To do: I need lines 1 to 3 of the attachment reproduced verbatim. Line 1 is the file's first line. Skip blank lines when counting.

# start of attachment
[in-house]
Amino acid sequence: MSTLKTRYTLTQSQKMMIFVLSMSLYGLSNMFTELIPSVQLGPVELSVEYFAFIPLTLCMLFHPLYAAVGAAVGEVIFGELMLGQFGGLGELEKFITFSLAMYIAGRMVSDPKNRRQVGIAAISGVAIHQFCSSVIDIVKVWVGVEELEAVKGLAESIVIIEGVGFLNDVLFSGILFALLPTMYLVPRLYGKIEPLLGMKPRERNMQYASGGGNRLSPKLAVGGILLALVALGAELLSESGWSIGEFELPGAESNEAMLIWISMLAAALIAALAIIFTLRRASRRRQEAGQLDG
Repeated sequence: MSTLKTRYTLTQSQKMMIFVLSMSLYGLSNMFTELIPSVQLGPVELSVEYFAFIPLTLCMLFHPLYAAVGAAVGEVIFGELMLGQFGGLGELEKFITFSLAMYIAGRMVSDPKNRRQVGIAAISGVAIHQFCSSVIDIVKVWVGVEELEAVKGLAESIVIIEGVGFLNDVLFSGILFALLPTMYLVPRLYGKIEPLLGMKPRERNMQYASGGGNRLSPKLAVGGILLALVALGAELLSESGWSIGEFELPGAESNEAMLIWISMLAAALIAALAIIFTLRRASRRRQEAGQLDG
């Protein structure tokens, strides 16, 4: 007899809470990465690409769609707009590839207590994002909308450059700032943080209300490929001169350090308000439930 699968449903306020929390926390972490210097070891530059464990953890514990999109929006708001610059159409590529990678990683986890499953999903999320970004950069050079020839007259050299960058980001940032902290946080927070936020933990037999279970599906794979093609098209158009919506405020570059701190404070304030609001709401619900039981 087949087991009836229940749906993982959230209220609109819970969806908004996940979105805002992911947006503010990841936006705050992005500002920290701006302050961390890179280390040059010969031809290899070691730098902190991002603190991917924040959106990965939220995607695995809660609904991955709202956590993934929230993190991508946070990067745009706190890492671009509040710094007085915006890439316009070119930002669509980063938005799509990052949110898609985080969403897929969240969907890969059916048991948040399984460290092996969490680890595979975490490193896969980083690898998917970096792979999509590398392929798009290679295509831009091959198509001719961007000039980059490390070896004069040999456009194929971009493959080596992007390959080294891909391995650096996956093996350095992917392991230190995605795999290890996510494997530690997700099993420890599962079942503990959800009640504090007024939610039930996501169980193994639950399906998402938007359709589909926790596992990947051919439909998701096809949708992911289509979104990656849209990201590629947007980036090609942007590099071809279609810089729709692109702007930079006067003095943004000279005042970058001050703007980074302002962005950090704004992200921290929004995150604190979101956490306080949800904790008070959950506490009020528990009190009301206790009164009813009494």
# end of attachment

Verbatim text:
[in-house]
Amino acid sequence: MSTLKTRYTLTQSQKMMIFVLSMSLYGLSNMFTELIPSVQLGPVELSVEYFAFIPLTLCMLFHPLYAAVGAAVGEVIFGELMLGQFGGLGELEKFITFSLAMYIAGRMVSDPKNRRQVGIAAISGVAIHQFCSSVIDIVKVWVGVEELEAVKGLAESIVIIEGVGFLNDVLFSGILFALLPTMYLVPRLYGKIEPLLGMKPRERNMQYASGGGNRLSPKLAVGGILLALVALGAELLSESGWSIGEFELPGAESNEAMLIWISMLAAALIAALAIIFTLRRASRRRQEAGQLDG
Repeated sequence: MSTLKTRYTLTQSQKMMIFVLSMSLYGLSNMFTELIPSVQLGPVELSVEYFAFIPLTLCMLFHPLYAAVGAAVGEVIFGELMLGQFGGLGELEKFITFSLAMYIAGRMVSDPKNRRQVGIAAISGVAIHQFCSSVIDIVKVWVGVEELEAVKGLAESIVIIEGVGFLNDVLFSGILFALLPTMYLVPRLYGKIEPLLGMKPRERNMQYASGGGNRLSPKLAVGGILLALVALGAELLSESGWSIGEFELPGAESNEAMLIWISMLAAALIAALAIIFTLRRASRRRQEAGQLDG